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Empty shells littering floors are a reminder of when the school was used for police training.
STAFF PHOTOS BY CHRIS GRANGER
Una Anderson, left, a member of the Orleans Parish School Board, Jean Fischer of Carrollton United and Sue Burge of local nonprofit agency School to Career Inc., look at slides found on a classroom floor in abandoned Alfred C. Priestley Middle School. Priestley is among New Orleans’ first wave of charter applications.
By Steve Ritea
Pigeons roost in the light fixtures hanging in third-floor classrooms of the long-abandoned Alfred C. Priestley Middle School. On a floor dotted with the birds’ droppings and littered with books and computer equipment from another era, a collection of photographic slides strewn about offer frames of the life that filled the building a generation ago: smiling chil-
dren gathered for a Christmas celebration, a man wiping a little girl’s nose, a meeting of adults clad in polyester suits with wide ties or sporting beehive hairdos. “This is a community’s memories,” said Orleans Parish School Board member Una Anderson, bending over to gather up each one, “right here.” In a district where many schools were ravaged by Hurricane Katrina, an undamaged building like Priestley has
An occasional series following the start-up of the Priestly charter high school
See SCHOOL, A-9
XXXDAY, XXXX XX, 2005
FRIDAY, DECEMBER 23, 2005
H U R R I C A N E A F T E R M AT H
School will resemble one in St. Louis
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suddenly become much more than a eyesore. A Carrollton neighborhood improvement association, spearheading the charter school effort, now hopes the building will become a sign of renewal for the city’s longtroubled education system. On Oct. 29, the Orleans Parish School Board approved a first wave of charter applications, including Priestley’s. Now, with the Legislature’s approval of a state takeover that would transform a majority of the district’s 117 schools into charters, the landscape of public education in New Orleans is poised for a swift and radical change.
ffe rs on Pa lea ris LE ns h ON Pa JO ris LIE IDA h S T Or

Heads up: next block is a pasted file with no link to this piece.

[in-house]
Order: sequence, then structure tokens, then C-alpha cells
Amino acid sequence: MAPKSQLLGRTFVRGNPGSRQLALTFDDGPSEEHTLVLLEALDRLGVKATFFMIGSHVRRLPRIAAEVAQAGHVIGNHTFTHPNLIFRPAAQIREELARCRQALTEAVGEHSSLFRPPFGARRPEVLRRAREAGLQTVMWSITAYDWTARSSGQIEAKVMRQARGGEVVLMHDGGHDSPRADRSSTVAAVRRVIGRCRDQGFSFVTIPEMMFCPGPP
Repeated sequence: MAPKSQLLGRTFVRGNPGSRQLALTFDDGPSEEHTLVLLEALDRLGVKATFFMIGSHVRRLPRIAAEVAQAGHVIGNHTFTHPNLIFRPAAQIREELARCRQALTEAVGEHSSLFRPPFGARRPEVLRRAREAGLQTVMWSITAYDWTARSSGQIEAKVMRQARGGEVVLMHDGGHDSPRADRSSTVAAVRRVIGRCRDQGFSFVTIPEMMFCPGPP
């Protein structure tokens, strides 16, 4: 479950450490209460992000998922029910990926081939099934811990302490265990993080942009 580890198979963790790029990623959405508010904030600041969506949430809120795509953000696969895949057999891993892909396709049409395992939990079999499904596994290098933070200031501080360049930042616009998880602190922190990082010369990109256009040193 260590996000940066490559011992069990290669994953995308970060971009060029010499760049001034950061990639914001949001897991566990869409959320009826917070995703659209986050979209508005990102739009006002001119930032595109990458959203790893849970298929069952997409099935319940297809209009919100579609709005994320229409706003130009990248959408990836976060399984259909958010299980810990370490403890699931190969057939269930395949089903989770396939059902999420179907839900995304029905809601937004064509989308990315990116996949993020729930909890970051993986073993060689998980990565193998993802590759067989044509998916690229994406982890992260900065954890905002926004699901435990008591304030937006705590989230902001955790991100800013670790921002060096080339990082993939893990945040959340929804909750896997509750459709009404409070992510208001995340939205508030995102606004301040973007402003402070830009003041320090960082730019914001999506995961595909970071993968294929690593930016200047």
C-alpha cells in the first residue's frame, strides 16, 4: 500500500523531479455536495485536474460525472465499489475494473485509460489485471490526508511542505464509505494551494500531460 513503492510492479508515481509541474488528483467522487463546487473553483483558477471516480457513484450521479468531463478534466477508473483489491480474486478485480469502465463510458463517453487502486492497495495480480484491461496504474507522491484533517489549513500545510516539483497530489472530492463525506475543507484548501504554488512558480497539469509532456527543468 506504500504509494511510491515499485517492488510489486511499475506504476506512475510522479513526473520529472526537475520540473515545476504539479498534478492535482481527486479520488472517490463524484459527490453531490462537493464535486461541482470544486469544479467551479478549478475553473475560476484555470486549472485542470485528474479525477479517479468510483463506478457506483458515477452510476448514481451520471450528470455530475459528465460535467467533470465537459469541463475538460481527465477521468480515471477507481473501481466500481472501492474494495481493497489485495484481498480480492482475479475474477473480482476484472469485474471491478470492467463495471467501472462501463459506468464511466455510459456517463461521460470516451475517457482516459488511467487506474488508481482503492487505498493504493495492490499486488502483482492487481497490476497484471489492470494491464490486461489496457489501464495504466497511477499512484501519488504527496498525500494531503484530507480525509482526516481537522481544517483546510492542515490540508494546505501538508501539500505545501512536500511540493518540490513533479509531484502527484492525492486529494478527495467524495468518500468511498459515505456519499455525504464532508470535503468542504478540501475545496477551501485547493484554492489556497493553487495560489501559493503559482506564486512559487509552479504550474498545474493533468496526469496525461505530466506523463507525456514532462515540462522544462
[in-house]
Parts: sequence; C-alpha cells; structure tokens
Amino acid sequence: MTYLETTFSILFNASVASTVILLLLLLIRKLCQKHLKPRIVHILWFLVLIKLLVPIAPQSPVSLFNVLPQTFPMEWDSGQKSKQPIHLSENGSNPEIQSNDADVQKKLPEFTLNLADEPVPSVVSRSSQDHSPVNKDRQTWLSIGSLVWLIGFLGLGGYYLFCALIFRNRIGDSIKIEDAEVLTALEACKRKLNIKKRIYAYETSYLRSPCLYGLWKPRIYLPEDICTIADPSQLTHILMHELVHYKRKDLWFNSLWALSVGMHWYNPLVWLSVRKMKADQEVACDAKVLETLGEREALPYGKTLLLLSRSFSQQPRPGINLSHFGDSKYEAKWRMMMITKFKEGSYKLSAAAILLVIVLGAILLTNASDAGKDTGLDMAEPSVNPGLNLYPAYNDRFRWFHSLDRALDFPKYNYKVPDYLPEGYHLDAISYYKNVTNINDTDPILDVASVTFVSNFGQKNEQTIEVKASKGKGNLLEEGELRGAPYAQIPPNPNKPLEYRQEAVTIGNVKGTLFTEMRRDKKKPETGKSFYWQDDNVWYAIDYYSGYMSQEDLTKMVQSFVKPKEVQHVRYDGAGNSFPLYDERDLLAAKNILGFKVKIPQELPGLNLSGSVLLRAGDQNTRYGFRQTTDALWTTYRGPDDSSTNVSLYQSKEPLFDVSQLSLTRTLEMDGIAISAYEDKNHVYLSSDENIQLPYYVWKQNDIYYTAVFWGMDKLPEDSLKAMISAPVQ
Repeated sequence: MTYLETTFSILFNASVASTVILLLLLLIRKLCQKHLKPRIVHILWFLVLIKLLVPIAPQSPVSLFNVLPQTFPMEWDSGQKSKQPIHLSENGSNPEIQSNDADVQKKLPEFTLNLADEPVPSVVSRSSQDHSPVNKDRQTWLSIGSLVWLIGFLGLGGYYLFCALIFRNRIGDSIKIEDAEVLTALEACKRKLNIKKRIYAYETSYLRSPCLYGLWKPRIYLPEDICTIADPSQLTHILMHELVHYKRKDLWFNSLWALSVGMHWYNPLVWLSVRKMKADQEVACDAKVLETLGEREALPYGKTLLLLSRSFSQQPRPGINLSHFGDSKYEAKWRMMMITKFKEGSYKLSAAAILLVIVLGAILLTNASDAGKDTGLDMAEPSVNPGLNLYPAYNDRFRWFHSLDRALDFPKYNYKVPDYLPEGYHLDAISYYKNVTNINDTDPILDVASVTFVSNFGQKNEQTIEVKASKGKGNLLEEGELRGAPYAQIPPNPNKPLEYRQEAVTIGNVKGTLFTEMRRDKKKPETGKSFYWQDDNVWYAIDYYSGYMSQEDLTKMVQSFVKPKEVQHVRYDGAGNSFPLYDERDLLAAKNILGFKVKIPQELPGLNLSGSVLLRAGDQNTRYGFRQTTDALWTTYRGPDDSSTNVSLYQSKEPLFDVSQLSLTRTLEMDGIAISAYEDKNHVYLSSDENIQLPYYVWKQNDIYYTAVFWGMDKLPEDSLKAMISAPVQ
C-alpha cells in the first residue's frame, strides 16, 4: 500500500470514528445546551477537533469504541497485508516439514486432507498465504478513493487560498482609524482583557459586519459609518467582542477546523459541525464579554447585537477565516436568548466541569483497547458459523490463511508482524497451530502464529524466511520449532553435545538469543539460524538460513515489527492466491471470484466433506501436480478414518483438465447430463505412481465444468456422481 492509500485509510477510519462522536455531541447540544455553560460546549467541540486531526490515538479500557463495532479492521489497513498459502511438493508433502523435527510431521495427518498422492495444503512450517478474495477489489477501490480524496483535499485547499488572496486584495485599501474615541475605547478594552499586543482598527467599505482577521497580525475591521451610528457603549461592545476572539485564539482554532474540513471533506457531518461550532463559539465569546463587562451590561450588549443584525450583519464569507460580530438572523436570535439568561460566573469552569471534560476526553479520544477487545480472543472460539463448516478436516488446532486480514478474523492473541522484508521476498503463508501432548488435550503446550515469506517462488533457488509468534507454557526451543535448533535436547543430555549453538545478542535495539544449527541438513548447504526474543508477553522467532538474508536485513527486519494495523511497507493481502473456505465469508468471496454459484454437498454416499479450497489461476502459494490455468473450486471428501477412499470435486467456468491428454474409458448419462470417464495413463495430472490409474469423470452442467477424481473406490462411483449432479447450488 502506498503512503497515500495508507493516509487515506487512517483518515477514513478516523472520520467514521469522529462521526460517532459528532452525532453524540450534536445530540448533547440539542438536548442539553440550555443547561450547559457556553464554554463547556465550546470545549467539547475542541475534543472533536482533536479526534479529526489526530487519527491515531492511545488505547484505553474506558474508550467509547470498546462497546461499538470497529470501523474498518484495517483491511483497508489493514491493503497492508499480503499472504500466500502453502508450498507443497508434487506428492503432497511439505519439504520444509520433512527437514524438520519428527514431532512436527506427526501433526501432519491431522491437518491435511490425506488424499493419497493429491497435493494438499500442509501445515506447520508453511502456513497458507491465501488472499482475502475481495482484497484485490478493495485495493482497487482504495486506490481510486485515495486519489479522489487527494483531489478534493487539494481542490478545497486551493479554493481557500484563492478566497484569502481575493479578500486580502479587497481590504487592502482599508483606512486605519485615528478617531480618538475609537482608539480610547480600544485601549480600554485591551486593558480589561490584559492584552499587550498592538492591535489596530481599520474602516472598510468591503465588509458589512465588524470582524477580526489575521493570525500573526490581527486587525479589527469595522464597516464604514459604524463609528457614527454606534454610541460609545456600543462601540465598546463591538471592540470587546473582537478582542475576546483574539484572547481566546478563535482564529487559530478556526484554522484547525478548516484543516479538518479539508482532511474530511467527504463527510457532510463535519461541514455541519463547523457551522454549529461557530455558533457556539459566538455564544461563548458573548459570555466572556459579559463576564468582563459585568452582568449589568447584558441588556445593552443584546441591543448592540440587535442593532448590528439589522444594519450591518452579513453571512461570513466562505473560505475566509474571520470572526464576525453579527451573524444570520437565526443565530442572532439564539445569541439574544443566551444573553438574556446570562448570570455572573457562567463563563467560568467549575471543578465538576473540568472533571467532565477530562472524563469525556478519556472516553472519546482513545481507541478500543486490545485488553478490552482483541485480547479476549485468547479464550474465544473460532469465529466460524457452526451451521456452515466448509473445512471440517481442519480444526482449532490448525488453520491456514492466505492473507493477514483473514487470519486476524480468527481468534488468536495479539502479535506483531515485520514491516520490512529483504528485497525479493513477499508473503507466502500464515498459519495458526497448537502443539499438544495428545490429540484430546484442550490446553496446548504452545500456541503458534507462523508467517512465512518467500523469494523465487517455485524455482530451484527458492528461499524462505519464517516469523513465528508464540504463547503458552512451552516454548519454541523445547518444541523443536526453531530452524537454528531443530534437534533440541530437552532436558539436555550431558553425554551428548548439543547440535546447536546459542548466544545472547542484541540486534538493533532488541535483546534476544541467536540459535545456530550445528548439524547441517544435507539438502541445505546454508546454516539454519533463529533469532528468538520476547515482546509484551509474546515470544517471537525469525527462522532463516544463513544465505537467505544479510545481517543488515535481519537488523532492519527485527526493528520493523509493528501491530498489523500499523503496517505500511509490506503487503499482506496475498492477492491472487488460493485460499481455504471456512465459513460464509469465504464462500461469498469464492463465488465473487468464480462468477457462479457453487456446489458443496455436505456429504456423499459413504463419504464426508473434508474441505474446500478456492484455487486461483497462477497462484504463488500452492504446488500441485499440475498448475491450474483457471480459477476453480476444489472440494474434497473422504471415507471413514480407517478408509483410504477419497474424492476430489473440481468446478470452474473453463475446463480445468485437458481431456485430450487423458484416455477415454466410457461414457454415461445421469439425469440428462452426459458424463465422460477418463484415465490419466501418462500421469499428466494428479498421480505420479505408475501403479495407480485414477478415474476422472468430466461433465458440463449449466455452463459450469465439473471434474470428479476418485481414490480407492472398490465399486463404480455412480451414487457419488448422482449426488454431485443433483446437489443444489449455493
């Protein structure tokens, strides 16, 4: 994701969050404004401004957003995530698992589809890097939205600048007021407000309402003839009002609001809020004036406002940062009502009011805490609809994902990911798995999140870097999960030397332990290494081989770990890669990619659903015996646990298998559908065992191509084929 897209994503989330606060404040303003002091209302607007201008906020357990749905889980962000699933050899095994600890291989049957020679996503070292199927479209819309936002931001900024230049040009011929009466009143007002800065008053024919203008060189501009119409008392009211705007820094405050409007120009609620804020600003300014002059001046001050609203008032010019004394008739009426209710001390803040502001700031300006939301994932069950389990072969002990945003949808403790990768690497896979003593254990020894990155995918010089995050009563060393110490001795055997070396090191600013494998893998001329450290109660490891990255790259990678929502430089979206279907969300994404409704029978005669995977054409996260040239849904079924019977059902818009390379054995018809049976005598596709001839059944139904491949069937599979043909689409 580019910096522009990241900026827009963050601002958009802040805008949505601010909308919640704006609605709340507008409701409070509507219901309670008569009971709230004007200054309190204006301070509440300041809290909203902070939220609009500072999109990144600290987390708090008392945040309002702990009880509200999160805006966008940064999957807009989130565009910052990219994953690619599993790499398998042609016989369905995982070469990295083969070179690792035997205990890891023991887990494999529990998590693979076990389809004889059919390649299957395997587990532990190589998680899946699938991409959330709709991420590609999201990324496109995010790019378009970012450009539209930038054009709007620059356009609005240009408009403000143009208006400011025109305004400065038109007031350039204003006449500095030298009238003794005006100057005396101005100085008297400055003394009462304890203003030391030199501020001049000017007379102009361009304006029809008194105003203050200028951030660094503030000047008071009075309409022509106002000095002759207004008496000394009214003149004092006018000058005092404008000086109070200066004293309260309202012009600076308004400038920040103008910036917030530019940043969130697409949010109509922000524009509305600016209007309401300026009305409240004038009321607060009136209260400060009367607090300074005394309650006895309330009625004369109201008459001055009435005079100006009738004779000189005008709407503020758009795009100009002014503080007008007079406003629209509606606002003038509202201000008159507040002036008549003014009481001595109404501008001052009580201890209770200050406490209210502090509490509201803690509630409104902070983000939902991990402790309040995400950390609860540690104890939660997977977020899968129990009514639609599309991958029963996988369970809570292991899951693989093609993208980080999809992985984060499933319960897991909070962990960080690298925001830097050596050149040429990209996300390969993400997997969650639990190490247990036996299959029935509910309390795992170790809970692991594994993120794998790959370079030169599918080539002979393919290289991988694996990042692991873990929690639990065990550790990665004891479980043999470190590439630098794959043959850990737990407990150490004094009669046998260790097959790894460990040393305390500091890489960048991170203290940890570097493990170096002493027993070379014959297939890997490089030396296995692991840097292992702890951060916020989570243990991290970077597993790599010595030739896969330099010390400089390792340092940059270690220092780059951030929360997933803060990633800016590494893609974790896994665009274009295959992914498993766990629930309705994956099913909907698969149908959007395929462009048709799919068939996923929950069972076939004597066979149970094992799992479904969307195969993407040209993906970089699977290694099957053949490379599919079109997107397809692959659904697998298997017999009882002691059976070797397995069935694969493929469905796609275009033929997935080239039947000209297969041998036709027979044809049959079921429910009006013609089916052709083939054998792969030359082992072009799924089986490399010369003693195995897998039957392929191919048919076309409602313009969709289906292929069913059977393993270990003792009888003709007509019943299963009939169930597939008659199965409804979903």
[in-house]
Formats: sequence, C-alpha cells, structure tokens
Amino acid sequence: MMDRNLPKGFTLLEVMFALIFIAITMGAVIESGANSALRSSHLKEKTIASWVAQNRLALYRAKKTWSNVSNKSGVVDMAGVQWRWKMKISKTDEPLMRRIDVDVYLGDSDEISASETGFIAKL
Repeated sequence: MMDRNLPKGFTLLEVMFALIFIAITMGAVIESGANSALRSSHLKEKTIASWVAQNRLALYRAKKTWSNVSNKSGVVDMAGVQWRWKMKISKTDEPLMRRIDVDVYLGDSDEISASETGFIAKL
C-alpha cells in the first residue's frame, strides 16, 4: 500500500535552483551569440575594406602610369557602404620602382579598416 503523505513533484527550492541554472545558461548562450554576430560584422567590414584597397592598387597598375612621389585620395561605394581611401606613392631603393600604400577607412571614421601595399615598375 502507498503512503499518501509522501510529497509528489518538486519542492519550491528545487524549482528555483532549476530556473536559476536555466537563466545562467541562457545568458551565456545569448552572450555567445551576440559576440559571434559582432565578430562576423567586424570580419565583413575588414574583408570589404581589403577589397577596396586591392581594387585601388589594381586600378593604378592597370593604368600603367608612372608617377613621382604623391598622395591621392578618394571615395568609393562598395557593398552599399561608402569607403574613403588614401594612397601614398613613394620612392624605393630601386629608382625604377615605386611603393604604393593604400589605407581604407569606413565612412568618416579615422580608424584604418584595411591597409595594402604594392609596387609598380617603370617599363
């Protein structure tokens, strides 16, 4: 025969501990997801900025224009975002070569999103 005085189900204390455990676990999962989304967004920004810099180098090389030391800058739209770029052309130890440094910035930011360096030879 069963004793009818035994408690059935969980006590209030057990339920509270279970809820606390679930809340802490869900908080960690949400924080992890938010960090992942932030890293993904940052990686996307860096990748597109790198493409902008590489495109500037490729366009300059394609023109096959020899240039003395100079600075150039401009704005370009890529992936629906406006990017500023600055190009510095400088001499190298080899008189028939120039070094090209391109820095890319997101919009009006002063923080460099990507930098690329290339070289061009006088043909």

SCHOOL, from A-1
Former Priestley School will serve as new charter school site
CA RR OL LT ON
How it works
Chartering schools is common but frequently not fully understood. The concept is simple: Just as groups charter a bus for a trip, community groups, businesses or governments can take over the operation of a school to educate children in their own way, if their plan gets approval from a local or state school board. The state takeover targeted low-performing schools with the idea that finding universities and private firms to charter them will improve their performance. While charter schools are always subject to certain standards, like academic performance, the group creating the school has a good deal of freedom to run it however they want. They can use whatever books they like, teach unique subjects and use different teaching methods. Some schools, like the recently chartered Audubon Charter School, offer a French curriculum. Others, like New Orleans Math and Science, emphasize a few subjects. Priestley, which will be converted to a high school, will offer something unique and sorely needed in post-Katrina New Orleans: an emphasis on careers in architecture and construction. “Billions of dollars are going to be spent in construction here,” said Ray Nichols, a retired business consultant who expects the school to open in September to 100 freshmen, expanding one grade a year. “If we do this right, we can create a group of people who can take advantage of that.” For many of the city’s recently chartered schools — Lusher, Ben Franklin High, Audubon — chartering is a less dramatic change, because they were previously operating as district schools and already have teachers, principal and students in place. Chartering Priestley is an entirely different matter. All the chartering group has is an old building and a stack of paperwork outlining what it wants to do. The first thing it needs, experts say, is money.